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Lyrical poems and ballads
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Lyrical poems and ballads


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  • 1. a) Consists of a poem, such as a sonnet or an ode.b) Non-narrative.c) A short poem that reveals the speaker’s personal feeling, emotion, mode, state of mind, expression, thought, attitude, perception etc.d) It’s told in the first person point of view. E.g. I walk beyond the lights I know, (Walking Alone by Elma Mitchell)
  • 2. e) Lyrical poem does not tell any story, but it is rather personal and solely focused on the speaker’s personal feeling and ideas.f) It does not address wider public.g) The speaker directly addresses the readers, invoking his own personal feeling and expressions.h) There are many subdivisions of lyric poetry. The weakest form is the song, especially popular songs that are heard frequently on the radio because most songs do not achieve the level of true poetry, even though they employ some poetic devices.
  • 3. i) A type of emotional songlike poetry, distinguished from dramatic and narrative poetry.
  • 4. a) Short - consists of only 3 to 4 stanzas (an ode is more complex in stanzas)b) 4 to 11 lines in a stanza E.g. No voices on the winds that blow, No light house in the swiveling snow, No flare, no flame, the way I go -But heel and toe, and heel and toe. (Walking Alone by Elma Mitchell) (see also To Autumn by John Keats-an ode)
  • 5. a) Rhythmic (a lyrical poem is a form of poetry with rhyming schemes) E.g. Our houses stand apart, and so The time had come I had to go Out from the fire, into the snow -He would have come, but I said No. (Walking Alone by Elma Mitchell) Rhyme : a,a,a,a
  • 6.  Common themes used are a) Nature b) Love c) Life d) Intimacy
  • 7. a) A form of verse, relatively short narrative poem. (tells a story)b) Written to be sung, with a simple and dramatic action.c) In all traditions most ballads are narrative in nature, with a self-contained story, often concise and relying on imagery, rather than description, which can be tragic, historical, romantic or comic.d) Another common feature of ballads is repetition, sometimes of fourth lines in succeeding stanzas, as a refrain, sometimes of third and fourth lines of a stanza and sometimes of entire stanzas.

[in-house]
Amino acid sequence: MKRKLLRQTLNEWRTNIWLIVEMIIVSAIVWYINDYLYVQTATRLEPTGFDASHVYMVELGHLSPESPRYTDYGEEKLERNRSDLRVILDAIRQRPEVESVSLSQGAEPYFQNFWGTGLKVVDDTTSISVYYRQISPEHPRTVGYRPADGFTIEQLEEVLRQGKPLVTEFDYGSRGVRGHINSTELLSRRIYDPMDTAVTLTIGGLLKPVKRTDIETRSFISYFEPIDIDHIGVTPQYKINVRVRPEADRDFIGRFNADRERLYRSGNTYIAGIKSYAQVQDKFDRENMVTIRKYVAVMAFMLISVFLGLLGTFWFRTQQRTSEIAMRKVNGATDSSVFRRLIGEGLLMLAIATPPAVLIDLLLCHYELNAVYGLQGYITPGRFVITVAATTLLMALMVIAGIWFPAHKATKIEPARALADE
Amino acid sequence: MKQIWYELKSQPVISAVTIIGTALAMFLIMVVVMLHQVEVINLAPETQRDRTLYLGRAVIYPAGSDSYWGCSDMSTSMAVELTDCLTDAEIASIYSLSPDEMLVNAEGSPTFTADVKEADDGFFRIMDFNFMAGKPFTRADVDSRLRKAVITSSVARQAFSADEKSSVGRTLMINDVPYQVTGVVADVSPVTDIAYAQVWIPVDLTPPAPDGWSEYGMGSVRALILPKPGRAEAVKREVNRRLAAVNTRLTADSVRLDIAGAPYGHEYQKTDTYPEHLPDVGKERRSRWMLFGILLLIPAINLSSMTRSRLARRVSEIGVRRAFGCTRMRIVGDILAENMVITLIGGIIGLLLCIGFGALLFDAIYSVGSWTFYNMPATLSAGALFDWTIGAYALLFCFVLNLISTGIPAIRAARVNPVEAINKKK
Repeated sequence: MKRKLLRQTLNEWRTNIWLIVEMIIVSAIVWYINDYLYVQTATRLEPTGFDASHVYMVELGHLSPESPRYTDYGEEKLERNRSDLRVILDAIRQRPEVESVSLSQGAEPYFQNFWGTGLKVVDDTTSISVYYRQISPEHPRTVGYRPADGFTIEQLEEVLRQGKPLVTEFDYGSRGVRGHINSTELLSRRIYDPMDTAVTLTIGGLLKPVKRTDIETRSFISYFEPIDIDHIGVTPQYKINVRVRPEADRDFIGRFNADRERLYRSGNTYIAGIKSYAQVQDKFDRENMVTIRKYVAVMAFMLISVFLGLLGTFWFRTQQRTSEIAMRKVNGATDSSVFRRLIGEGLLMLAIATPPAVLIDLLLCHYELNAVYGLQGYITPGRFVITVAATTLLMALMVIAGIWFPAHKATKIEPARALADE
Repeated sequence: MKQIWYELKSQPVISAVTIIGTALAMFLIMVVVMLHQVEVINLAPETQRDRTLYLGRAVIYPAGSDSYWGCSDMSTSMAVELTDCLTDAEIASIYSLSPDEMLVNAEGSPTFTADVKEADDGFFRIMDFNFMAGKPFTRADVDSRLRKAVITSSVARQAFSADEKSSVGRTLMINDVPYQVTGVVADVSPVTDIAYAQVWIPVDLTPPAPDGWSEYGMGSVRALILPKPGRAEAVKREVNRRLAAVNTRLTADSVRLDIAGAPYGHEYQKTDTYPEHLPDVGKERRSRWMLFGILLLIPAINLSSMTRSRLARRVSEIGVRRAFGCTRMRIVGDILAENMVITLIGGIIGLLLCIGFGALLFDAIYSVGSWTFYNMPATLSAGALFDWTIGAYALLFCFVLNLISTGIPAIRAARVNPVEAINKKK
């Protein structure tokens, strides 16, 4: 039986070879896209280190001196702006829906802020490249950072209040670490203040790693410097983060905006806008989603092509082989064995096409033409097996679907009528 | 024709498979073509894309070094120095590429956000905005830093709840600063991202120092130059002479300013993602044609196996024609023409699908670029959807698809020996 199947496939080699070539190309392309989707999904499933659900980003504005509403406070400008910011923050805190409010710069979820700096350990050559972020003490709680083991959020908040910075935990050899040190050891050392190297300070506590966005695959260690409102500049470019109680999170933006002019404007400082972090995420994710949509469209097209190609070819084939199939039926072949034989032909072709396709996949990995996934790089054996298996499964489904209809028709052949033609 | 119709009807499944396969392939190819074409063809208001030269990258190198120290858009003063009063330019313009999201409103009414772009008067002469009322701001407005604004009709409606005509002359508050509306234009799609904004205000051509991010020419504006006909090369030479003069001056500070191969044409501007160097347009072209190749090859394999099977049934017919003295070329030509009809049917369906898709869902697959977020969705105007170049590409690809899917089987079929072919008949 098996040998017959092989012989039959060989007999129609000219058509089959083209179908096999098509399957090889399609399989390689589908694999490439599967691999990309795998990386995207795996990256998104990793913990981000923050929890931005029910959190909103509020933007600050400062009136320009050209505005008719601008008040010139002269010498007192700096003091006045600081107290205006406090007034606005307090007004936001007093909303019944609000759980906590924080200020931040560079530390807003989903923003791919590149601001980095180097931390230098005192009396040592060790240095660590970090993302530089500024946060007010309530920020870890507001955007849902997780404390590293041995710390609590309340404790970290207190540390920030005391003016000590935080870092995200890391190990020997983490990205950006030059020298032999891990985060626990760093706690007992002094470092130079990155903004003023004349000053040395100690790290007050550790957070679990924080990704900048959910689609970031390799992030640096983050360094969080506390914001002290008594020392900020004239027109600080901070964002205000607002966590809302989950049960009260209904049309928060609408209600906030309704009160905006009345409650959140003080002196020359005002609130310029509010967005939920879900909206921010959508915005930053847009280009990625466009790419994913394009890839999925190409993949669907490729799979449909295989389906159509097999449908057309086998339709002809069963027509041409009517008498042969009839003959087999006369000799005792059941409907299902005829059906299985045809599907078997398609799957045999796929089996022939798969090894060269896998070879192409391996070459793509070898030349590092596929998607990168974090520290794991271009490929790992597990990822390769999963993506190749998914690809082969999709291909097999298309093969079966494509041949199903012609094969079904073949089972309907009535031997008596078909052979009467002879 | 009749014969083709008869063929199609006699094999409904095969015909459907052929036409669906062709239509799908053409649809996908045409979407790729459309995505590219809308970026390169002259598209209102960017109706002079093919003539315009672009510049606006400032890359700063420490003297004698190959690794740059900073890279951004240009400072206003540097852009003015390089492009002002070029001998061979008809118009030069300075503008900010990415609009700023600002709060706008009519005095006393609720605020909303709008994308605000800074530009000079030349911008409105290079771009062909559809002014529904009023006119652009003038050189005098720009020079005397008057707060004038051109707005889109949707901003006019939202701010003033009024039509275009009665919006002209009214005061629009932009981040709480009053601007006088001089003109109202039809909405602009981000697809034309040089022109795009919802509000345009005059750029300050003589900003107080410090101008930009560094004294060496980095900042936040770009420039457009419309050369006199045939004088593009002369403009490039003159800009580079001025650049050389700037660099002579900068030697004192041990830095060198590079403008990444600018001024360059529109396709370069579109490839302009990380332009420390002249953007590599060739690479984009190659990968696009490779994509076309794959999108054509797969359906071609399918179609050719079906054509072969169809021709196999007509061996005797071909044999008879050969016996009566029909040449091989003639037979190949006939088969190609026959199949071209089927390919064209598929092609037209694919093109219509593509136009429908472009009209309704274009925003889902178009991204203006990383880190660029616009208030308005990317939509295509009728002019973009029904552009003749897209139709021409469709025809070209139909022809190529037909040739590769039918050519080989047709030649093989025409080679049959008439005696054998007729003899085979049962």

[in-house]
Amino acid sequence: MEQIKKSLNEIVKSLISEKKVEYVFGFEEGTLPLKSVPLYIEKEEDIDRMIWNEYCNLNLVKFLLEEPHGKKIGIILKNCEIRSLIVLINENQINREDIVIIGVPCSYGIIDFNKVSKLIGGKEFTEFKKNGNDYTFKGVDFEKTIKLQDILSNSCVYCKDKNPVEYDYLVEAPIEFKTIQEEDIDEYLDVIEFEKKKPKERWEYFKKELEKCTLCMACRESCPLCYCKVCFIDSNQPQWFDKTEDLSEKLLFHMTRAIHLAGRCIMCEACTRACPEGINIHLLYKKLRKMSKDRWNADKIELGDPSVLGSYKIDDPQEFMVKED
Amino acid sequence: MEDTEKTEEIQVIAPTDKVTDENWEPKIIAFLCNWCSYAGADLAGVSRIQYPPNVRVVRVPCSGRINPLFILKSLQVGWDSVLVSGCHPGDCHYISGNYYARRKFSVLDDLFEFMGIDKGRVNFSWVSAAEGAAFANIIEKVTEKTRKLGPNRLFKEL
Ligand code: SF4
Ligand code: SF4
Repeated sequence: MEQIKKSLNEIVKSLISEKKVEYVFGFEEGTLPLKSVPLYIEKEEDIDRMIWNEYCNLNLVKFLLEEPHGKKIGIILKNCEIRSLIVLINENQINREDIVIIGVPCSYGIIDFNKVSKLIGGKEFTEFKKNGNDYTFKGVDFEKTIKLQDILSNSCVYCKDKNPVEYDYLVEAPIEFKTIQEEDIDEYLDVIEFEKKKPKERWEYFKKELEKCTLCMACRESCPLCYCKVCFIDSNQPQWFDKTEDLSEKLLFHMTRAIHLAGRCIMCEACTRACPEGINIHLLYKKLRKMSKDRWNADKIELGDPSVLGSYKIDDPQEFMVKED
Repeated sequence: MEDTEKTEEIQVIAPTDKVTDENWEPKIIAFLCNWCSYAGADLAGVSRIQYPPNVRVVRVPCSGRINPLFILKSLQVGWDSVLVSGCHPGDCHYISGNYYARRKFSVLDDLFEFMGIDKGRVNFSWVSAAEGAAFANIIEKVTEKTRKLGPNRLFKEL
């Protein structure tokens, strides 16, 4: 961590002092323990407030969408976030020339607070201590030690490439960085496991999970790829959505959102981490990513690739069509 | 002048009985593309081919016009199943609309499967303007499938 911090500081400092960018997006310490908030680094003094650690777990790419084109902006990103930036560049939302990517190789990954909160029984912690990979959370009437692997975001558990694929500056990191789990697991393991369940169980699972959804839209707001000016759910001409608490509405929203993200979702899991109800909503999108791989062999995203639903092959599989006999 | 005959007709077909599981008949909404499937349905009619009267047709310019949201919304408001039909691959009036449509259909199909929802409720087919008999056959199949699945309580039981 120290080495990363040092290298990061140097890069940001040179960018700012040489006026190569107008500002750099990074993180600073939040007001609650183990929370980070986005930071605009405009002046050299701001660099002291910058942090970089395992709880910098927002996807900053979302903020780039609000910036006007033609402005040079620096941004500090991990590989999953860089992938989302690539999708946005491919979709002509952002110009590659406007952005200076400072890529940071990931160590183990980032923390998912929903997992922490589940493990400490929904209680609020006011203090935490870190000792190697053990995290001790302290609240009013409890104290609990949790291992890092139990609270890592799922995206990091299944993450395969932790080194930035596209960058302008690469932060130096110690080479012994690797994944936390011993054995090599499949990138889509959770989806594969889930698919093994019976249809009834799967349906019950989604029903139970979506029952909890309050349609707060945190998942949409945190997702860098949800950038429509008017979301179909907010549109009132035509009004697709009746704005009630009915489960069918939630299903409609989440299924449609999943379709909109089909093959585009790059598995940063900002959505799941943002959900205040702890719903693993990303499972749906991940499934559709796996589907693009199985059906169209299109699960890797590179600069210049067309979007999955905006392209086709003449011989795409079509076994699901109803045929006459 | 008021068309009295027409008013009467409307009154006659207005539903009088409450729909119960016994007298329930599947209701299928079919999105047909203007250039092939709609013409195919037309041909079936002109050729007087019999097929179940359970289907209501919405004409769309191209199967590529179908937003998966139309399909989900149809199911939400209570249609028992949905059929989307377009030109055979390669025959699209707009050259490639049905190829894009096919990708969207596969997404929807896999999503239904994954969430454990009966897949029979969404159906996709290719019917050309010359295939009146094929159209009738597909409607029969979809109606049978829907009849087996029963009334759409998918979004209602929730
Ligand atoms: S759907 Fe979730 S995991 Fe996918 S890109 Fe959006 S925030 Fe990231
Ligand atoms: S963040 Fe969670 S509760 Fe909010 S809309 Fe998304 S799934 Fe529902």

• 8.  E.g There’s one thing that I want, sweetheart, There’s one thing that I crave; And that is a kiss from your lily- white lips- Then I’ll go from your grave.’ (The Unquiet Grave, page 9)
  • 9. a) Most northern and west European ballads are written in ballad stanzas or quatrains (four-line stanzas) E.g. – Refer to Unquiet Grave, page 9a) Alternating lines of iambic (an unstressed followed by a stressed syllable) tetrameter(eight syllables) and iambic trimeter (six syllables), known as ballad meter.
  • 10. c) Short- 8 stanzas – 4 lines in a stanza
  • 11. a) Usually, only the second and fourth line of a quatrain are rhymed (in the scheme a, b, c, b), which has been taken to suggest that, originally, ballads consisted of couplets (two lines) of rhymed verse, each of 13-15 syllables. E.g I’ll do as much for my sweetheart As any young man may; (2nd line) I’ll sit and mourn all on her grave For a twelvemonth and a day_ (4th line) (The Unquiet Grave, page 9)
  • 12.  Common themes are : a) Love b) Death c) Supernatural d) or a combination of all these